Democracy


"school uniforms should be decided by democratic vote"

Arguments

 

 

 

Attitude

Behavior

Bullying

Competition

Cost

Creativity

Crime

Debate

Democracy

Discipline

Diversity

Easy

Equality

Individuality

Learning

Peer Pressure

Personality

Pride

Rights

Security

Sport

Values

Violence

 

 

   Resources
 

 

 

   Conclusions
   
Some suggest that it should be up to the respective school to decide whether there should be more focus on discipline, even if that came at the cost of other values. However, a public school should accommodate families with a wide range of backgrounds.
   
Mandatory school uniforms at public schools are prone to violate inalienable rights, including freedom of expression and the prior right for families to decide how their children are to be educated.

Discussions

For

"Whether a school should have uniforms, that should be decided by democratic vote - if the majority wants it, then that's democracy!" -  [anonymous]

 

Against 

"Democracy implies respect for people's rights. In our kind of democracy, the rights of people are affirmed in a Bill of Rights, in international treaties, etc." -  [anonymous]

 

 Background

 

Important US precedents are:

 
 US Supreme Court case "Wisconsin vs Yoder" (1972)
The court ruled that this Amish family had a legitimate right to homeschooling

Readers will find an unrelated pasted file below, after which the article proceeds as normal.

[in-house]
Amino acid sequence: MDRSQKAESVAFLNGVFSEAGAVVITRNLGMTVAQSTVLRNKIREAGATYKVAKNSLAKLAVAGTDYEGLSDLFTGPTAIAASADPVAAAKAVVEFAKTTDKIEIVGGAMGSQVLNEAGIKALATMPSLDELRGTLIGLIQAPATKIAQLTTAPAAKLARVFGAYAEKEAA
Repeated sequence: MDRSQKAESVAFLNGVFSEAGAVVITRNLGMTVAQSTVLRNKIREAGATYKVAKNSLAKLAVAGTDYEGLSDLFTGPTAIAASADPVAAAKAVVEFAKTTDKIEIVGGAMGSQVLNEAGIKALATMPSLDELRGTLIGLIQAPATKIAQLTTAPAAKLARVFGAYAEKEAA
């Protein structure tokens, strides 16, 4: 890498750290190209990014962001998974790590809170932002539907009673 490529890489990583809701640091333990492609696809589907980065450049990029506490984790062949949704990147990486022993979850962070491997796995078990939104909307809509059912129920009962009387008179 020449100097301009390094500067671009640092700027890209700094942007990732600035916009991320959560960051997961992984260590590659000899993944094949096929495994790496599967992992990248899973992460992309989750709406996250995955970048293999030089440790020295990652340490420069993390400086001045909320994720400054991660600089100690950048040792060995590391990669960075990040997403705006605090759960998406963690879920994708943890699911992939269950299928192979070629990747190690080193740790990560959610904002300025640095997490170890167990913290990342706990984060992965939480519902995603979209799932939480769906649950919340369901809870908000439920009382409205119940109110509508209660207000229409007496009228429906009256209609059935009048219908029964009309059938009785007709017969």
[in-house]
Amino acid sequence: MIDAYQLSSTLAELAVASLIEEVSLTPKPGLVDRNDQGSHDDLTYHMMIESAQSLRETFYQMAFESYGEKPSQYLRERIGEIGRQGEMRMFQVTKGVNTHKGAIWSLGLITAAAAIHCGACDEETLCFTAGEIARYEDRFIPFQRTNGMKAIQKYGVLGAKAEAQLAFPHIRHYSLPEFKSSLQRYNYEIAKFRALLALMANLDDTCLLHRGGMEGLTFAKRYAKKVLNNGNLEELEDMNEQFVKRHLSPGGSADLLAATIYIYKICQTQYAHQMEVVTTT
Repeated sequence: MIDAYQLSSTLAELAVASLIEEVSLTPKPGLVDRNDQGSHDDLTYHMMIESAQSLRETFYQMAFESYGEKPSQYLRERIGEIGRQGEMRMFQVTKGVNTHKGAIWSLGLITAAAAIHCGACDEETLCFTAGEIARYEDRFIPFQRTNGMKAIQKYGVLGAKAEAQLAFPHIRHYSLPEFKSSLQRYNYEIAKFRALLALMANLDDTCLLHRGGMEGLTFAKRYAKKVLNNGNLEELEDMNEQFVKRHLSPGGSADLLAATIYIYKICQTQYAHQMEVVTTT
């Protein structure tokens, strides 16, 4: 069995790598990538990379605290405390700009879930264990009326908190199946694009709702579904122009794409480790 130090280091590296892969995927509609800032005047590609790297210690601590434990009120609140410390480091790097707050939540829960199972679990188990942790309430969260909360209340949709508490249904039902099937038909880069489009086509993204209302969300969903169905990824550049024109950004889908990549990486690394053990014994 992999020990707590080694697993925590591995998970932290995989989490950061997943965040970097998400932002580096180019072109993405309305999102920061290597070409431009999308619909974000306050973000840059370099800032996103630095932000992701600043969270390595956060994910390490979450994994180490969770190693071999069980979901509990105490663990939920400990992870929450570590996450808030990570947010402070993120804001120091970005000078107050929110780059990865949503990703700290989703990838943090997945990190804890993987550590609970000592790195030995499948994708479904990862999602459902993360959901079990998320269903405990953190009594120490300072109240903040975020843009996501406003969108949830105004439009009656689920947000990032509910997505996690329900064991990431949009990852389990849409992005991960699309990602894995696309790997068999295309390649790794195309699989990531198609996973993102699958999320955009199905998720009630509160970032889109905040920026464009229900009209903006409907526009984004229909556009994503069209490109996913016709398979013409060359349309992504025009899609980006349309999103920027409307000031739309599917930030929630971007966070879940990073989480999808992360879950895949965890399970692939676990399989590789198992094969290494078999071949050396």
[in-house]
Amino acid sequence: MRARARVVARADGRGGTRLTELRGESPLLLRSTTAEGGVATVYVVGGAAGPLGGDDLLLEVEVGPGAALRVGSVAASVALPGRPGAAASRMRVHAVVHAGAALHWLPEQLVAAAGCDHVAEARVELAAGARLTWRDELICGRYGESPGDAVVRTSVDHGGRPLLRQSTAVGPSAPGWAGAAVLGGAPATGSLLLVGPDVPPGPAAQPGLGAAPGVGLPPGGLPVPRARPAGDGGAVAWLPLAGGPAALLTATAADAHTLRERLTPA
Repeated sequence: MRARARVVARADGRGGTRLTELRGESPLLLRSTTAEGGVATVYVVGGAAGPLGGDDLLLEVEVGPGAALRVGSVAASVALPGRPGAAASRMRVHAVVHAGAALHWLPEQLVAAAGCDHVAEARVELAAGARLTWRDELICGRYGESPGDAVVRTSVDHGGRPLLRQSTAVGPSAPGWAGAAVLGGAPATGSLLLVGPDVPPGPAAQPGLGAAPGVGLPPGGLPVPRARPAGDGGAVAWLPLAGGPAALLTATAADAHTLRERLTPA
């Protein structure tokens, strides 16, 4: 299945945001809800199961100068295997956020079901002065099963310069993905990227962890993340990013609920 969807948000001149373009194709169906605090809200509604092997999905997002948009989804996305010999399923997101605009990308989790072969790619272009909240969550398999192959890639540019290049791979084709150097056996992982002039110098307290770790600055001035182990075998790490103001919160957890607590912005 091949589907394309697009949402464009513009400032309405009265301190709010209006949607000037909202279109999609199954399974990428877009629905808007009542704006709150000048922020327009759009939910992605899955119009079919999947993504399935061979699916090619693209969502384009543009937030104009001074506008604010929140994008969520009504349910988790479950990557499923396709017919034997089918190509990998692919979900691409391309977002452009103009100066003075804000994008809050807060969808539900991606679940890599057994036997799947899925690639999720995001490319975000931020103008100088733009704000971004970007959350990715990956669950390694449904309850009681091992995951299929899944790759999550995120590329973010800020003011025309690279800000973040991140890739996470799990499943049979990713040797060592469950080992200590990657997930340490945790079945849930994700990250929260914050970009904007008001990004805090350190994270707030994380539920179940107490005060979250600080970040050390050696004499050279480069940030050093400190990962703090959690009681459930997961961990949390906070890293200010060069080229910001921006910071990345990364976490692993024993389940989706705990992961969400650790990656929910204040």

US Supreme Court case "Troxel vs Granville" (June 2000)
Affirms the fundamental right of parents to control the upbringing of their children, including their education


Tinker vs Des Moines case (1969) - students are entitled to freedom of expression of their views

 

See also the UN:


UN UDHR (Universal Declaration of Human Rights)
Article 26 (3) says that "parents have a prior right to choose the kind of education that shall be given to their children". 

 


UN ICCPR - Freedom of Thought, Conscience and Religion
Article 18 (1) says: "Everyone shall have the right to freedom of thought, conscience and religion. This right shall include freedom to have or to adopt a religion or belief of his choice, and freedom, either individually or in community with others and in public or private, to manifest his religion or belief in worship, observance, practice and teaching." Paragraph (2) says: "No one shall be subject to coercion which would impair his freedom to have or to adopt a religion or belief of his choice".

 

For more links, see also:


Links at WHEN (World Home Education Network)